This book, with its sixty pages of notes, twenty pages of bibliography, lavish illustrations and extensive index, is a thoroughly-researched study of events that took place between the late eleventh and mid-fourteenth centuries during which crusades were launched from Europe to the Levant. The author does not deal with the crusades chronologically, although he provides a list of dates and events at the beginning of the book. Rather, the book proceeds according to specific subjects in chapters devoted to them, such as Justification, Propaganda, Recruitment, Finance, Logistics, etc.
Furthermore, the level of detail in the book concerns every aspect of the broad topics covered. Thus, in the chapter on Logistics, we read how the boats that took the armies across the Mediterranean were constructed, and how they were adapted for the transportation of horses – an essential component of every fighting force at the time. Thus, as well as separate stalls in the ship’s hold, every stall contained a cloth cradle within which each horse would be strapped during the voyage, to prevent it from falling as the ship rolled.
I must admit that my knowledge of the various crusades was rather sketchy before I read this book. Now I know that the First Crusade, which succeeded in capturing Jerusalem from its Turkish rulers lasted from 1096 to 1099, was the result of preaching and instigation by the Pope and other clergy. This process culminated in the Council of Clermont, which proclaimed the Crusade, and set the wheels in motion for its execution, with the eventual establishment of crusader rule in the Levant. The Fifth and essentially final Crusade, which lasted from 1217 to 1221, ended in Muslim victory and the failure of the crusaders to recapture Jerusalem.
Where I live, just outside Jerusalem, there is a hilltop called Kastel with the remains of a Crusader castle, which in turn was built on top of a former Roman stronghold. In fact, throughout modern Israel (as well as Lebanon, Jordan and Syria) there are remains of crusader castles and other edifices. I have been toured the impressive halls once inhabited by the Templars which have been excavated in Acre, the last crusader stronghold before their defeat by Saladin’s successors in 1291. I have also visited the site of the battle of Hattin (Hittin in Hebrew) in Galilee, where Saladin routed the crusader forces in 1187, marking the beginning of the end of the crusader Kingdom of Jerusalem.
Thus, between 1099 and 1291 Christian forces ruled some or even most of what was known as the Holy Land, or Outremer for the French, establishing what was known as the Kingdom of Jerusalem with European rulers, benefiting from the local crops and other produce, trading with the countries of the region and interacting with the local population.
Organising a crusade involved a great deal of planning, such as prior knowledge of the geography of the various regions, the vagaries of possible land and sea routes, the need to find food and equipment for the troops, the nature of the indigenous populations of the countries on the route, and the necessity of negotiating treaties with the rulers of those regions. Prior to each successive crusade (there were five main ones, as well as several minor ones) various members of the clergy would embark on preaching tours throughout Europe to rally support among the local populace and set in process the arrarngements for amassing men, weapons and materiel for the promulgation of what was seen as a holy war to rescue the places sacred to Christians from the hands of infidels (i.e., Muslims).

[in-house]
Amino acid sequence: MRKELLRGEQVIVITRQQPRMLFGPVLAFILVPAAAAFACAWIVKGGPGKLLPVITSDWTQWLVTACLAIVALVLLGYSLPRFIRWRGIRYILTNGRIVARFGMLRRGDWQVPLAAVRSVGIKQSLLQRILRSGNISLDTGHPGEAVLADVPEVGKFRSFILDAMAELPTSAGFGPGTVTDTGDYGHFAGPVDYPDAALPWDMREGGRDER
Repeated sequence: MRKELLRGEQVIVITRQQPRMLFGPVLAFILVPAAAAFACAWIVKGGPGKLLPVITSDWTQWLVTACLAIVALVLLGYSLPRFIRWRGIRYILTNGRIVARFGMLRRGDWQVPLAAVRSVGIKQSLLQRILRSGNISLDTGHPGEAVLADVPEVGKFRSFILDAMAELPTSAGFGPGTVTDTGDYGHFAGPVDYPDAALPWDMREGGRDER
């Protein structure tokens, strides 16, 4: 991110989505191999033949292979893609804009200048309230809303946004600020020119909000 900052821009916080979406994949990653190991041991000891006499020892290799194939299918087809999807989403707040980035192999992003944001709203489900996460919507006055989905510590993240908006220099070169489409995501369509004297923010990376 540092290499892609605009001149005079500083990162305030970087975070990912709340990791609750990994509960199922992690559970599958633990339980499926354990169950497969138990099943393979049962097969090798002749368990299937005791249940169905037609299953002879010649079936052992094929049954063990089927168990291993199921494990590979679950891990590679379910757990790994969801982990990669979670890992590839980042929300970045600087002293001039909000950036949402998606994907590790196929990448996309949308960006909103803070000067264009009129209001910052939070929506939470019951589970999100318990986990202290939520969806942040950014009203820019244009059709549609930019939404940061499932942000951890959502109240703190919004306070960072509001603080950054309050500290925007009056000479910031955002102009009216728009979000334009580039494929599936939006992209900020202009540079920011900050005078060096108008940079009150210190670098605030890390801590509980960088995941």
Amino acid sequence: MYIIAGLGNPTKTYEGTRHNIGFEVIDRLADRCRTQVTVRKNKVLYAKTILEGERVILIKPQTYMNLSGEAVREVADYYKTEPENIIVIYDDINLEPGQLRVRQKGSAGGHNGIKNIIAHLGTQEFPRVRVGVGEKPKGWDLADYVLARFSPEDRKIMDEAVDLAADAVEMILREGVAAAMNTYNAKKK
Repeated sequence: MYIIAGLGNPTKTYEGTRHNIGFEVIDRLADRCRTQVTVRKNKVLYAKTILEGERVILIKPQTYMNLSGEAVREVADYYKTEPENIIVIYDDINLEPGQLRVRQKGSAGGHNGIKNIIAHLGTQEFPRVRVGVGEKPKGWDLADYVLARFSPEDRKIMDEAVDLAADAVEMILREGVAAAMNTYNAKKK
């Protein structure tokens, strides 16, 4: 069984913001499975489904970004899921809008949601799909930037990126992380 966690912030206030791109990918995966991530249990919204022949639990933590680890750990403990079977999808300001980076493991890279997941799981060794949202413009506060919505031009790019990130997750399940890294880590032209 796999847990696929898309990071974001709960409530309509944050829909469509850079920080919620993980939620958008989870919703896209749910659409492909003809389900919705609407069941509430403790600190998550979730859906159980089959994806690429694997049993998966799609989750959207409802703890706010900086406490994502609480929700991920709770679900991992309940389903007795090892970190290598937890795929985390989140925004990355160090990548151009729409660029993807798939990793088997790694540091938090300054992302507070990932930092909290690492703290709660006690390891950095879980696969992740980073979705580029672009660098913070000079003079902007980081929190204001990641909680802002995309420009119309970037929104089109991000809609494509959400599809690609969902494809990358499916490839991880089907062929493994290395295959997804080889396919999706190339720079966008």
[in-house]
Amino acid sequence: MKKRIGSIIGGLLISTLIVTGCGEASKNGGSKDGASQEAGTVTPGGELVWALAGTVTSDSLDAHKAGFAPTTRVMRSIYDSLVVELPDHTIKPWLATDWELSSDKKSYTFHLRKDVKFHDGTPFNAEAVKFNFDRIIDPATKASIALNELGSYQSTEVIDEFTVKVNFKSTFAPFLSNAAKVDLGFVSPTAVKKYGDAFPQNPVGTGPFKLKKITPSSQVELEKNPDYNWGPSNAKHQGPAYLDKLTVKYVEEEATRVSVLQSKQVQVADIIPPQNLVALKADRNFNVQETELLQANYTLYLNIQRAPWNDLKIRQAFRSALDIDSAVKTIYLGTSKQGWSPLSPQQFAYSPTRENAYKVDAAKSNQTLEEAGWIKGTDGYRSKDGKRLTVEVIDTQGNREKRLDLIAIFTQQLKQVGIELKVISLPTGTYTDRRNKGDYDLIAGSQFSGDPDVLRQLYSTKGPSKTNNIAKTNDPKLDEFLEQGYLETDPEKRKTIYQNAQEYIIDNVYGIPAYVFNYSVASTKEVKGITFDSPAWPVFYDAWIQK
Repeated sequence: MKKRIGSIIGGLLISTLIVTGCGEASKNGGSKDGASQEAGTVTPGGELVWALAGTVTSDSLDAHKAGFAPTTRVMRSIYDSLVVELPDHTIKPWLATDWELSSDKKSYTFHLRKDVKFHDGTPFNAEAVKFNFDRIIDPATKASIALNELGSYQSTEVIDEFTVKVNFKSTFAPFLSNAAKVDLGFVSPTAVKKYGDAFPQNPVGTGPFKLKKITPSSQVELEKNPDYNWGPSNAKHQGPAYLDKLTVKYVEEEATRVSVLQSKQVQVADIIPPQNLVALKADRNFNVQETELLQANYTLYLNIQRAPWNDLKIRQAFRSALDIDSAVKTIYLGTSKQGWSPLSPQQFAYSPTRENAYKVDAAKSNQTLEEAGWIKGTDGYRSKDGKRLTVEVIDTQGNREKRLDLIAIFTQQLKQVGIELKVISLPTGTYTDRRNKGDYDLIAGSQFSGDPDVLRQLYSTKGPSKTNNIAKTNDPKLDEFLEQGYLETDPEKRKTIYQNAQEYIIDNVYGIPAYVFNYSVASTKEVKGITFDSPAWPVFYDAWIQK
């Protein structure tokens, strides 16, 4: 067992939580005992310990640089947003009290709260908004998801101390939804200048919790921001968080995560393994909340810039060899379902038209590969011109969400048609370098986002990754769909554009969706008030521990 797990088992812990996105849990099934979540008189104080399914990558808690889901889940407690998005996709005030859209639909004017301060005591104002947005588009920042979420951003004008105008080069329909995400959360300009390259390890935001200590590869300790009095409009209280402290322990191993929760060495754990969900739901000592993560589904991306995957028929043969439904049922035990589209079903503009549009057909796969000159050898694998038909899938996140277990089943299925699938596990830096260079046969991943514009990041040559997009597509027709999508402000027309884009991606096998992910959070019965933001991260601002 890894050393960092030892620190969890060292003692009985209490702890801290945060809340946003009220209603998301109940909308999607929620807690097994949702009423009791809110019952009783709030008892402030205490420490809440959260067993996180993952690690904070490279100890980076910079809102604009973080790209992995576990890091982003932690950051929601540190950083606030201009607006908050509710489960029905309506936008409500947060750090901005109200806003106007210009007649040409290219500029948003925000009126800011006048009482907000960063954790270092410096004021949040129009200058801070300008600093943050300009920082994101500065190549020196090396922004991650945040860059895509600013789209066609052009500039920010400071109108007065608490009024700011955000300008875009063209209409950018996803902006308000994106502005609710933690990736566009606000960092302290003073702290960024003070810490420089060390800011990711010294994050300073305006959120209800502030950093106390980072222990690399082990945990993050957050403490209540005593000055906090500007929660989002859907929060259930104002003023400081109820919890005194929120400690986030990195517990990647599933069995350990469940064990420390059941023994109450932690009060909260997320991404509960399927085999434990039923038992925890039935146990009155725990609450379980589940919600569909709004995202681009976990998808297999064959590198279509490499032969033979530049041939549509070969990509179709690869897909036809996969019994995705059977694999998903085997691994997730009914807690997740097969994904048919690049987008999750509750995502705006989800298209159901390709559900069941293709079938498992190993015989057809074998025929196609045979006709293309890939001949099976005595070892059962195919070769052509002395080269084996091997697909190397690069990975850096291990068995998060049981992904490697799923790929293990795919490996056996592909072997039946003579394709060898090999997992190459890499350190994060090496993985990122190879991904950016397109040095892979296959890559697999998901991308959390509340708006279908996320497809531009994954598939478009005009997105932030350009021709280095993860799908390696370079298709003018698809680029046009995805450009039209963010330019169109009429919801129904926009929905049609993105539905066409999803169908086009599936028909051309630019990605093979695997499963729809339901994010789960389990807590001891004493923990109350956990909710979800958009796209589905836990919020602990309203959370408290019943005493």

Fired up by a combination of religious fervor, the promise of salvation and remission of sins, as well as the possibility of material gain, many thousands of the inhabitants of the countries of Europe gathered together to make their way to the ports or other points of departure for the Levant. The rulers of each country, supported by the local aristocracy, were also instrumental in the crusades, providing physical, financial and moral support for the venture. Taxation was an important element in the funding of each crusade, and in many instances the various monarchs used the opportunity to impose additional taxes on the local population, including the Jewish communities (whose property was often expropriated). The massive forces mustered sometimes attacked local populations, and this was especially so with regard to Jewish communities along the Rhineland (Worms, Wormaisa, Mainz), where large numbers of Jews were massacred.
The crusades were not limited to fighting against the Turks or whoever controlled the Holy Land. In 1208 what was known as the Albigensian Crusade was initated by the Pope against the Cathars in the Languedoc region of southern France who adhered to a different version of Christianity than the Catholicism of Western Europe. This resulted in the deaths of many thousands of the local population. Between 1239 and 1268 periodical ‘crusades’ were launched against the Hohenstaufen rulers of Germany and Sicily by rival German dukes. The various Popes were actively involved in the crusades, and usually also instigated them.
The overall picture one gets is that war was a way of life for all or most of Europe, which was on a war footing for a large part of the Middle Ages (and certainly beyond that, too). This can perhaps even be traced back to 1066, when William, Duke of Normandy, massed forces, crossed the channel and invaded England. War seems to have been a way of life for large segments of the population, so that its promulgation, organization and implementation, as well as its sanction by the religious authorities, constituted an integral part of daily life, affecting every stratum of society. This was what determined the fates of millions of inhabitants of Europe for many centuries, even until quite recently.
One can only hope that the age of wars in Europe has now come to an end.